His acting turns action into melodrama, with his poignant and masculine charm

So Jisub

So Jisub, who debuted in the show business world as a clothing brand model, began to draw attention with his well-sculpted physique as a former swimmer, and his masculine but a subtly poignant image. Especially, he rose to stardom after receiving explosive responses from a tragic TV melodrama series. I’m Sorry I Love You (2004), which has a tragic ending, is still talked about more than a decade later. The gloomy character combined with So’s strong but delicate masculinity led to huge popularity. Since then, the actor has enjoyed his nickname ‘So Ganzi’, which means his existence itself is impressive. Such images continue in his films.

After making his screen debut with the comedy film Can’t Live without Robbery (2002), The role of gangster Lee Kangpae in the film  Rough Cut (2008) stood out. The movie tells the story of a rough, violent movie star and a real gangster who wants to be an actor. The two guys promise to perform real action scenes instead of acting. Here, So Jisub actively utilized his outstanding physical conditions and masculinity, which explodes heavily at critical moments, performing massive real action performances. Although it was a low-budget film with a production cost of 1.5 billion won, the film made a great hit thanks to So’s brilliant performance. It earned more than five times the production cost and won the Best Actor Award and the Blue Dragon Award.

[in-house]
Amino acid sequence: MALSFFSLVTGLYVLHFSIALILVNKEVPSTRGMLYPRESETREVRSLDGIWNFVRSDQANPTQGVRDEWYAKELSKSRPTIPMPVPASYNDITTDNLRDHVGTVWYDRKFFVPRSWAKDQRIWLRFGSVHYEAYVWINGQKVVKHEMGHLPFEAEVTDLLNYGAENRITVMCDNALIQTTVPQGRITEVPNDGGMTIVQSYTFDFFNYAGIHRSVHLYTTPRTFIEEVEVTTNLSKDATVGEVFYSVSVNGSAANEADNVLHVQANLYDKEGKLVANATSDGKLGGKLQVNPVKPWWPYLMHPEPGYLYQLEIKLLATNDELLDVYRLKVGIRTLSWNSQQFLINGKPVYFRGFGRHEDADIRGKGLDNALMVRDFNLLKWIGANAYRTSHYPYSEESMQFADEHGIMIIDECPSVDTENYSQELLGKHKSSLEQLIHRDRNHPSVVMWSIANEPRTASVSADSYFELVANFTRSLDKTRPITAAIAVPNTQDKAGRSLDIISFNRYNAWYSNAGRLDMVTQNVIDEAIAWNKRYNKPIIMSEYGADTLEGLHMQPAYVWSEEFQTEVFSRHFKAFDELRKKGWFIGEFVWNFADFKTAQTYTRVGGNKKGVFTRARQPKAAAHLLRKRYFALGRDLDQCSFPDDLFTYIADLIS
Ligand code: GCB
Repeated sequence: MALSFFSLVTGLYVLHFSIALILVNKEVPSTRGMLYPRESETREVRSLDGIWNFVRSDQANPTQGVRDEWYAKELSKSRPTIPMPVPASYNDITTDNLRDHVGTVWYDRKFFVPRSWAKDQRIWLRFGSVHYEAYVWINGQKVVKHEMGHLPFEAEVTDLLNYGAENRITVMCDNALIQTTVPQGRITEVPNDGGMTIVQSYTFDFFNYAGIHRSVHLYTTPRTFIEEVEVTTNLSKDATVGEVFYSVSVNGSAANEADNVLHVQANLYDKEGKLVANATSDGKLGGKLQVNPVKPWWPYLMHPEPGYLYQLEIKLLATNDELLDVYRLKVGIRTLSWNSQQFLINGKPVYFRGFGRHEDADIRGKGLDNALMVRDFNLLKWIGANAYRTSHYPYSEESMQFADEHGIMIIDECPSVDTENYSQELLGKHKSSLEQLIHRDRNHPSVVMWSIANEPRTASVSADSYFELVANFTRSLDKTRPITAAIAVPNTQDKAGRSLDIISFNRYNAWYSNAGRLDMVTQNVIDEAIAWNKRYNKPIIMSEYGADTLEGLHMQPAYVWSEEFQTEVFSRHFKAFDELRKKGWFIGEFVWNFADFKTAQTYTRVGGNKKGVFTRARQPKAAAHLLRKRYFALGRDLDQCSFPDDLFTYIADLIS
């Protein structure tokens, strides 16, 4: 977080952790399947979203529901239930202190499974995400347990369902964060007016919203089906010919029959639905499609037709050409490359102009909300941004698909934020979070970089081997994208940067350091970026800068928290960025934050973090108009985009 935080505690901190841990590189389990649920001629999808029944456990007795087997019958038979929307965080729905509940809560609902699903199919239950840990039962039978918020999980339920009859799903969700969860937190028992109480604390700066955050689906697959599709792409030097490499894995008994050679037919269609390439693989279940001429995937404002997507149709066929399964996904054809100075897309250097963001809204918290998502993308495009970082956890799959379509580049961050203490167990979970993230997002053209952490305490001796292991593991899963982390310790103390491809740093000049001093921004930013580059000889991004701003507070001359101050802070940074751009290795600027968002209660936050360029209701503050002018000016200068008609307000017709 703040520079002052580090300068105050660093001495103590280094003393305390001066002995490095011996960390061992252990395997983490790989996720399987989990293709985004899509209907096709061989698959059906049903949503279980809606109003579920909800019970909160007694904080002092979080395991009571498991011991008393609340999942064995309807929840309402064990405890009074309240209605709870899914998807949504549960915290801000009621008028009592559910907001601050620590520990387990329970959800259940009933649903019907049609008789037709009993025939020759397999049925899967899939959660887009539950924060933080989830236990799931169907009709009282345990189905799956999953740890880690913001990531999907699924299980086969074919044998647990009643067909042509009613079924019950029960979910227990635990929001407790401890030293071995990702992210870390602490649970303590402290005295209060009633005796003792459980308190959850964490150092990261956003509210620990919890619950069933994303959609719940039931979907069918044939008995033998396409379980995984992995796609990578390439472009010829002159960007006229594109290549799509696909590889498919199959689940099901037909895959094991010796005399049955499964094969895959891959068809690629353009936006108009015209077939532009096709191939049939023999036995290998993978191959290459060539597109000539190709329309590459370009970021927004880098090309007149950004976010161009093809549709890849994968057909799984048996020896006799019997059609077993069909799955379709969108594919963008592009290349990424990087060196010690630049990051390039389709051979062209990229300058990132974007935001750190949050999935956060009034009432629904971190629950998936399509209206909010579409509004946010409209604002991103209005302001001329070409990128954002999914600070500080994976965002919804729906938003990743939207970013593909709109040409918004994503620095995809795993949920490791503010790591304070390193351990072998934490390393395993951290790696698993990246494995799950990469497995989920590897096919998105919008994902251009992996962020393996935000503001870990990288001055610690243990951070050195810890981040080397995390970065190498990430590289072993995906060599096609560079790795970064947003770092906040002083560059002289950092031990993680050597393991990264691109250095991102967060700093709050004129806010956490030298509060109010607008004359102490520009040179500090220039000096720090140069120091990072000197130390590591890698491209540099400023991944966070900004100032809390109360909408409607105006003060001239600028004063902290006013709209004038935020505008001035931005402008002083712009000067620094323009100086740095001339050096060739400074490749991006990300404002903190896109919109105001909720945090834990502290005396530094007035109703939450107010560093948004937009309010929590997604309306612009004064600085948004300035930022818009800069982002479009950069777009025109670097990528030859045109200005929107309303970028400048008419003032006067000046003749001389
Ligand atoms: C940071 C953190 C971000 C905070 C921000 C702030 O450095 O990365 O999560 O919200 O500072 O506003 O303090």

The actor continued his charismatic and masculine appearance in Always (2011), A Company Man (2012), and The Battleship Island (2017). What’s interesting is that So Jisub’s masculinity shines even more when he comes forward to protect women: A former boxer who goes into an illegal match to regain his beloved woman’s eye sight (Always), a killer who works mechanically like an office worker at a murder contractor but is shaken when he meets a woman he adored when little (A Company Man), and a forced laborer who used to be a gangster in Jongro, giving his heart to a sex slave from Joseon (The Battleship Island). When his character meets someone who’s dear to him, his eyes become more poignant, and his action scenes overflow with desperation.

Although the actor’s specialty includes action and melodrama genres, he sometimes makes unexpected choices when he thinks something suits him, such as playing the role of King Jeongjo free of charge in the historical drama The Throne (2014). He even released hip-hop albums, which have absolutely nothing to do with his acting career, and engaged in the import and distribution of foreign movies. As time goes by, So Jisub’s increasingly masculine and mature charms makes us look forward to the actor he would become as he ages. Jung Sujin